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Cruising on the canal
Joan Vandewerdt Oxford Canal

It's not that we are antisocial or have control issues but independent travel may have spoilt us.

Rather than booking a cabin parading as a twin stateroom, we have illusions of taking the whole boat.

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In exchange for a floating metropolis on the high seas playing roulette with possessive deckchair types, there is the prospect of a more intimate scale. Passengers: two. Crew: zero.

Crowd aversion means my husband gets an upgrade without the braid, and I happily take on the role of first mate-cum-cruise director - with the additional bonus that we set the itinerary and route, and terra firma is but a leap away. Our private floating home comes with a double bed, central heating, full-size fridge, kitchen, romantic table for two and separate bathroom with shower.

Capt. Warren is receiving some basic tuition, something about rudders left, boat right.

Then the instructor jumps overboard and we are alone. Ours to command is a 10 tonne, 16.5m narrow boat on the Oxford Canal in the greenest, prettiest heartland of England.

The charming Cotswolds and Chiltern Hills, the city of Oxford, and rivers Thames and Cherwell surround us.

Casual attire for breakfast with self-catered supplies, and I could have dinner at the Captain's table but that would mean cooking.

Instead, proximity to land means we tie-up and have lunch and dinner at amiable canal-side pubs with eponymous names like Jolly Boatman and The Boat. Instead of schedules we moor for as long as we please.

For company, graceful white swans guard a cygnet between them as they glide down the canal ignoring squabbling ducks. Willows caress the smooth water surface, and play across the roof of our boat during the night.

While there are stretches of peaceful gliding, the engineering needs of canals mean that little things like hills and gravity put the crew into motion. As the captain, Warren gets a polished brass tiller, but personally I find the object wielded by the first mate to be far more satisfying - a windlass. "There's an elephant trap ahead," says the captain.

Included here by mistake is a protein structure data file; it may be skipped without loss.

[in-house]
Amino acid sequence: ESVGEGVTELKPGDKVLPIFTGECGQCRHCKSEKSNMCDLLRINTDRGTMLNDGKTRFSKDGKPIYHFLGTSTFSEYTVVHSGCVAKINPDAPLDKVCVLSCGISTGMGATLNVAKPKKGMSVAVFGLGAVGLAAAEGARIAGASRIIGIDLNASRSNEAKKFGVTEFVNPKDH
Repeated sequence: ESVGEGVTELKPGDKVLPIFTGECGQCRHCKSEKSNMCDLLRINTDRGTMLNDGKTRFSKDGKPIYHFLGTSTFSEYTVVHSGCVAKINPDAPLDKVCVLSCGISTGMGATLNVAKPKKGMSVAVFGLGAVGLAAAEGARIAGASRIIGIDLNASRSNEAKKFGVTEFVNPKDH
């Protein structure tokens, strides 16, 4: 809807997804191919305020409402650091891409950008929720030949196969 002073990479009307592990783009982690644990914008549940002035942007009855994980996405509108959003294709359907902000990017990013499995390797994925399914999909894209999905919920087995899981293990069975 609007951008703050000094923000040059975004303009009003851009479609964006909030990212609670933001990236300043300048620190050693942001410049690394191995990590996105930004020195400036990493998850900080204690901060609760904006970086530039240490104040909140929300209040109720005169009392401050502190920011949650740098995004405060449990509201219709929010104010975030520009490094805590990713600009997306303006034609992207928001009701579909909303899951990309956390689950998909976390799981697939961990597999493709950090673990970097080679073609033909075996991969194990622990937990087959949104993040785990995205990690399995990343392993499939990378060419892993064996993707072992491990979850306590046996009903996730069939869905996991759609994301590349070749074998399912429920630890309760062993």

Appetites are built and I am a jolly boatman, aerobically facing the challenge of leaping off the boat to tackle that wonder of engineering, a lock; or when a cluster of them forms on a particularly steep hill, a flight of locks. However, blessed be the narrowness, resulting in just the one lock gate.

Somerton Deep Lock, otherwise known as the elephant trap, is one of the two deepest locks on the entire English canal system at a depth of 3.6m.

To get in the mood, we have strolled along reclaimed towpaths and visited the Canal Museum at Stoke Bruerne on the Grand Union Canal.

The little model boat going up and down in the lock gates remained mysterious, but now I am controlling the magic. I close the lock gate, watch the boat fall, and then open the other lock gate to release the captain and boat, leaping back on board with my trusty windlass.

This was a way of life and towpaths exist from those demanding times when a horse walking alongside provided the power. Towpaths have not been used for that purpose for centuries and some sections are a tangle of brambles and weeds, but others are serenity in a melange of green.

Destinations and canal systems are not endless but choices are pretty comprehensive with 3000km of navigable canals crisscrossing this green and pleasant land.

There are some surprising city possibilities: London takes on a whole new persona away from its crawling traffic on the Regent's Canal with connections to the Grand Union Canal going all the way to bustling Birmingham; or the alluring architecture of Bath on the challenging Kennet and Avon Canal, or Oxford on the Oxford Canal; regal Richmond, or so many charming English villages.

The Jolly Boatman pub on the Oxford Canal. Picture: Joan Vanderwerdt

Then if we forget to return the boat, the Welsh Llangollen Canal with its soaring aqueducts connects from the Shropshire Union Canal, or at the other end of things completely, the Caledonian Canal cuts from one side of Scotland to the other.

OK, so maybe we are a tad antisocial, but in these ever busier times we took charge and escaped. Captain and crew stand ready for more.